Careful planning and provision of project needs may minimize such negative consequences.

Poor testing

Inadequate testing may cause re-work, defects in a real environment or lead to users' reluctance to use the product if it does not meet their needs.

Avoiding these undesirable consequences can be achieved with a detailed definition of testing methods, test scenarios, desired results, and other necessary plans.

Supply or delivery delays

A common reason for waste of different types.

Overwork or perfectionism

The context of overwork as waste is taking too much attention, time, and effort on tasks that are practically complete, but teams are not aware of this and continue to work on them.

The context of perfectionism as waste is the denial of team members to stop working on assignments due to personal beliefs that work is not well completed.

Overwork or perfectionism may be a major waste if they are not appropriately controlled. While avoiding defects at any cost may be of particular importance to the product, overwork and perfectionism can cause hidden waste of resources and time.

Observing the quality and duration of work, assessing, testing, and validating the results achieved and finishing work on time can prevent overwork and perfectionism.

Poor or too extensive documentation

Inaccurate, incomplete, or incomprehensible documentation may cause development delays or incorrect development. Excessive and heavy documentation may cause difficulties in using, searching for information, and the need for assistance when using documentation.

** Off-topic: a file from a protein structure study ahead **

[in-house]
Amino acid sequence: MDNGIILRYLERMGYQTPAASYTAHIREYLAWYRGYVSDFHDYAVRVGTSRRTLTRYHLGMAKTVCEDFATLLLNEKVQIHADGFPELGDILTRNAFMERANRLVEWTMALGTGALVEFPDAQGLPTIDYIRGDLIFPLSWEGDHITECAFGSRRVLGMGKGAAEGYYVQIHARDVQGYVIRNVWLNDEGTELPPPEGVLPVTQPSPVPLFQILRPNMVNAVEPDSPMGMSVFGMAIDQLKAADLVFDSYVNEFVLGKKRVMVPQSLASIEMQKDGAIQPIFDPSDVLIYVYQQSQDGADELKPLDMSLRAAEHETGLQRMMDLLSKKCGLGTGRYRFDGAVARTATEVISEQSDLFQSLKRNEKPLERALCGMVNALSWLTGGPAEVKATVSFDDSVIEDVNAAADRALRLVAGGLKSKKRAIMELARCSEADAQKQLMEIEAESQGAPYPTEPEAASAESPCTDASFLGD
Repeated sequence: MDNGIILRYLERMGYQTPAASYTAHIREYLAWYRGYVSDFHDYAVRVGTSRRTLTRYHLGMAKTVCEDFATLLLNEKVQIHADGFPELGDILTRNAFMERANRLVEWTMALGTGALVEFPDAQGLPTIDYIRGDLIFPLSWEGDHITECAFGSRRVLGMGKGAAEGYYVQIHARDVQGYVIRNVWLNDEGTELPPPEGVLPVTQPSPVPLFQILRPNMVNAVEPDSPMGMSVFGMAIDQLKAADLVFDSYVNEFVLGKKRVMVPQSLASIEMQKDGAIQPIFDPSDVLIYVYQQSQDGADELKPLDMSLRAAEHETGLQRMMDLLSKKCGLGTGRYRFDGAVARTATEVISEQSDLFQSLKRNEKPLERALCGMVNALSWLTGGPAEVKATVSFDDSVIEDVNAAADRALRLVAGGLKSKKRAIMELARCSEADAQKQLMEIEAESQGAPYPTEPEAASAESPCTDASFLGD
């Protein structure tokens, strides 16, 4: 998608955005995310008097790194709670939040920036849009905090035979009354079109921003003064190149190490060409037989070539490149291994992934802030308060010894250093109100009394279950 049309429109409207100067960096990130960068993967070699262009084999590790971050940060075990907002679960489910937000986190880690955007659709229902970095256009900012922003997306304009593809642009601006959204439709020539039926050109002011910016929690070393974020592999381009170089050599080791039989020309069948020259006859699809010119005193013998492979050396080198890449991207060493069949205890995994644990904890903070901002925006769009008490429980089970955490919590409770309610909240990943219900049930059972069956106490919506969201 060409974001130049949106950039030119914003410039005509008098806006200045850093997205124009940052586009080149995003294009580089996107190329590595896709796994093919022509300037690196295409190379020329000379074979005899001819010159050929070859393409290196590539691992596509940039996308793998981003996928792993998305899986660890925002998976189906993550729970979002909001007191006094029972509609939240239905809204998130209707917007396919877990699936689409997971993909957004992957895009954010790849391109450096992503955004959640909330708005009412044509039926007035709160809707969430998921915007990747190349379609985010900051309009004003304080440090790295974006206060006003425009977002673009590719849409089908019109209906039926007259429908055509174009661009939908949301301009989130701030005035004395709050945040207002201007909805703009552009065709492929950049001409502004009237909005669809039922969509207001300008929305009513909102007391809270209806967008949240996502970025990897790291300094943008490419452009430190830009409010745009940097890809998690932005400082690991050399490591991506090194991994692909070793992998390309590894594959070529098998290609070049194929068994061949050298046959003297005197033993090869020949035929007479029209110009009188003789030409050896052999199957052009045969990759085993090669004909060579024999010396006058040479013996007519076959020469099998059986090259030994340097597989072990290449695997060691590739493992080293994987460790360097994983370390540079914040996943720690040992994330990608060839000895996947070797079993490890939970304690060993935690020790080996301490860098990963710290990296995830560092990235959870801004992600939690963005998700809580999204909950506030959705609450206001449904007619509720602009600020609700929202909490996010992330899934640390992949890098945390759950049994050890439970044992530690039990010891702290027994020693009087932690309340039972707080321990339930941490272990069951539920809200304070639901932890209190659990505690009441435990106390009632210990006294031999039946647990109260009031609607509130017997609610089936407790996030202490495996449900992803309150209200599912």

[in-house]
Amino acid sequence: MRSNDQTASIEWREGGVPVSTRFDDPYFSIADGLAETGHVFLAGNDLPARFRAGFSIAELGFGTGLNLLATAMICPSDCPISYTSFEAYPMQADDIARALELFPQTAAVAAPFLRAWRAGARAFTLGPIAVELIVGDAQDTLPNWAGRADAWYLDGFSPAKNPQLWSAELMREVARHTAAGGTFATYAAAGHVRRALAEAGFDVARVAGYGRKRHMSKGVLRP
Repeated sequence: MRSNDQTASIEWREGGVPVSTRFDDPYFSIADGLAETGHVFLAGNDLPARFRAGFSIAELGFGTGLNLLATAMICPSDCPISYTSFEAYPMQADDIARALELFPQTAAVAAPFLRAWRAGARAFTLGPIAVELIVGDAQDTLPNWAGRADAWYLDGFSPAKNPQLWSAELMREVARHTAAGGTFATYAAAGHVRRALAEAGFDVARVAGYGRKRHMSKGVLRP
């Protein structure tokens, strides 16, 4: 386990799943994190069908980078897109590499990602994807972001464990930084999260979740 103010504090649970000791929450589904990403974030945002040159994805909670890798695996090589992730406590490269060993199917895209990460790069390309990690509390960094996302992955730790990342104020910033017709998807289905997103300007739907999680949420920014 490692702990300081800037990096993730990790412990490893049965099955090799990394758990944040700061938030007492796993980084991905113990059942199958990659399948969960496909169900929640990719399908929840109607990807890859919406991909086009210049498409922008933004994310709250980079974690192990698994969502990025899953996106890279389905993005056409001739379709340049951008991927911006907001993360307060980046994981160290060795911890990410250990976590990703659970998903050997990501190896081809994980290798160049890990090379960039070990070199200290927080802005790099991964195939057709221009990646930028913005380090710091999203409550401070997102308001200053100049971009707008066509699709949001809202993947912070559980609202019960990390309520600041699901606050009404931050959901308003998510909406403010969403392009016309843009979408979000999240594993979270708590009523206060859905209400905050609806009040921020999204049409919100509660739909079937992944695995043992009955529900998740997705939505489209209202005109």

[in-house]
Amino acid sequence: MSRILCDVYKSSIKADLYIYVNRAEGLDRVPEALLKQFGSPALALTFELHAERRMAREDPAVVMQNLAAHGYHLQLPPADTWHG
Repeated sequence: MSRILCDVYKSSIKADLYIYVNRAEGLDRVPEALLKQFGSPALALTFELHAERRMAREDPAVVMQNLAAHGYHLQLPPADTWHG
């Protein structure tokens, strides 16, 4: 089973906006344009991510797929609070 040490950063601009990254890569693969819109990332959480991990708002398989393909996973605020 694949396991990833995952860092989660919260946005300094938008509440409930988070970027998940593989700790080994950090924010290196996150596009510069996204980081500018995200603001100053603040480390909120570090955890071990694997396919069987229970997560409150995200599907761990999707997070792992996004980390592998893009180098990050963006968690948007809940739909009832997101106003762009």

Balancing documentation can be carried out by regularly discussing the needs of the documentation parameters, the needs of internal and external teams, and their actual participation. Maintaining comprehensibility, brevity, and ease of use should be a priority in document management.

Rejection of ready work that could be accepted

Rejection of ready work that could be accepted may lead to re-work and loss of resources and time. Rejection of ready work does not always have to be considered as an accurate judgment by the approval and accepting parties. 

If teams and stakeholders accept the quality and adequacy of work done while approval and accepting parties reject it, negotiations, users, and quality tests and analyzes may need be done to prove the work readiness and quality.

Such activities, negotiations, and retests may be resource-intensive, so all project stakeholders have to take such scenarios into account and be prepared for them.

Waste reduction

The Business Value-Oriented Project Management (BVOPM) office should consider any possible waste, monitor their occurrence, and take the necessary elimination measures quickly. Waste needs to be a regular topic in risk management. 

Each identified waste may need a specified reduction approach or multiple approaches. The Business Value-Oriented Program Management (BVOPGM) and BVOPM offices collaborate and agree on approaches to different waste situations.

All possible waste may be added to the project risk list and may be assigned to an owner, and be subject to monitoring, discussion, and prevention practices.

The BVOPM office may need to entirely remove a wasteful process or activity if it does not provide any value.

Educating teams, individuals, or other parties may be needed for reducing waste.

Waste Management in Project Management practices